White clarifies that although he isn’t denying the existence of “evil responses to speech”, but believes it is important to be more specific in what we are referring to. cancel culture. The culture war isn’t a matter of complaining, but defining it and taking actions to end it. “It inflames them,” he says.

The whole article is available here.


Tennessee courts ruled that allowing the state to let game wardens inspect private property of people without having to obtain a warrant was unconstitutional.The ruling does not only benefit Terry Rainwaters, Hunter Hollingsworth and other landowners in Benton County. They sued the Institute for Justice (IJ), after the Tennessee Wildlife Resources Agency(TWRA), ignored their “No Trespassing” signs and entered and installed cameras on their property. This victory applies to any private land throughout Tennessee.


Earlier this week we covered proposals—some better than others—to help people pay for gas. It would surprise you that California is on the wrong track.


• “The White House has quietly assembled a team of national security officials to sketch out scenarios of how the United States and its allies should respond if President Vladimir V. Putin of Russia — frustrated by his lack of progress in Ukraine or determined to warn Western nations against intervening in the war — unleashes his stockpiles of chemical, biological or nuclear weapons,” reports The New York Times.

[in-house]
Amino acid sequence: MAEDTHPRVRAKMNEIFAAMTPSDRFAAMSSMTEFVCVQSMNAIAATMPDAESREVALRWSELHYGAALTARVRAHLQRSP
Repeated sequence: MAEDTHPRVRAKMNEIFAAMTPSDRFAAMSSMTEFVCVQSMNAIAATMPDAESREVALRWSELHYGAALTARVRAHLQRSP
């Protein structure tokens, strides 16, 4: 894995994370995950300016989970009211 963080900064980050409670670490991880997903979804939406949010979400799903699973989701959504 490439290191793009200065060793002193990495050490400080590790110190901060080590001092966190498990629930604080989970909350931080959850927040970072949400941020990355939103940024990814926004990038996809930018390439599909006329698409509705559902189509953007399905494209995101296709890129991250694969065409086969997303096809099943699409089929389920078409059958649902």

• Airline CEOs want an end to pandemic rules for flights. “Now is the time for the administration to sunset federal transportation travel restrictions – including the international predeparture testing requirement and the federal mask mandate – that are no longer aligned with the realities of the current epidemiological environment,” wrote the heads of 10 U.S.-based airlines, including Delta, in a letter to President Joe Biden.

• Male birth control pills get a step closer to reality: “In new preliminary research, a team says they’ve developed a non-hormonal form of male birth control, one that kept lab mice sterile for four to six weeks with seemingly no side effects. The first human trials are set to start by the end this year.

• Belgium is decriminalizing selling and paying for sex, making it the first European country to officially do so.

• RIP Madeleine Albright.

• “Turns out marijuana really is a gateway drug — for America’s statehouses, anyway”: PoliticoExamines the slew of actions taken to make hallucinogens illegal.

• New research looks at the economic costs of rejecting refugees: